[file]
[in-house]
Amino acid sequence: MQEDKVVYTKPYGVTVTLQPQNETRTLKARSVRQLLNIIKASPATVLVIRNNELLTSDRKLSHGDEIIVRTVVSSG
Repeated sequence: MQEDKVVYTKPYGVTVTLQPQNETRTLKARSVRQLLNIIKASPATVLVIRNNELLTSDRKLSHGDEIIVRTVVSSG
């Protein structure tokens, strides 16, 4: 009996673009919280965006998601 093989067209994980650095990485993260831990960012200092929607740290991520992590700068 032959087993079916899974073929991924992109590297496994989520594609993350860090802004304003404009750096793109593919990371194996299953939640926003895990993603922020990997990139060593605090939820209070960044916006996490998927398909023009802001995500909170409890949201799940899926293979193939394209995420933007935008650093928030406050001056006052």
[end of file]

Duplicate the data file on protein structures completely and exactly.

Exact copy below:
[in-house]
Amino acid sequence: MQEDKVVYTKPYGVTVTLQPQNETRTLKARSVRQLLNIIKASPATVLVIRNNELLTSDRKLSHGDEIIVRTVVSSG
Repeated sequence: MQEDKVVYTKPYGVTVTLQPQNETRTLKARSVRQLLNIIKASPATVLVIRNNELLTSDRKLSHGDEIIVRTVVSSG
């Protein structure tokens, strides 16, 4: 009996673009919280965006998601 093989067209994980650095990485993260831990960012200092929607740290991520992590700068 032959087993079916899974073929991924992109590297496994989520594609993350860090802004304003404009750096793109593919990371194996299953939640926003895990993603922020990997990139060593605090939820209070960044916006996490998927398909023009802001995500909170409890949201799940899926293979193939394209995420933007935008650093928030406050001056006052």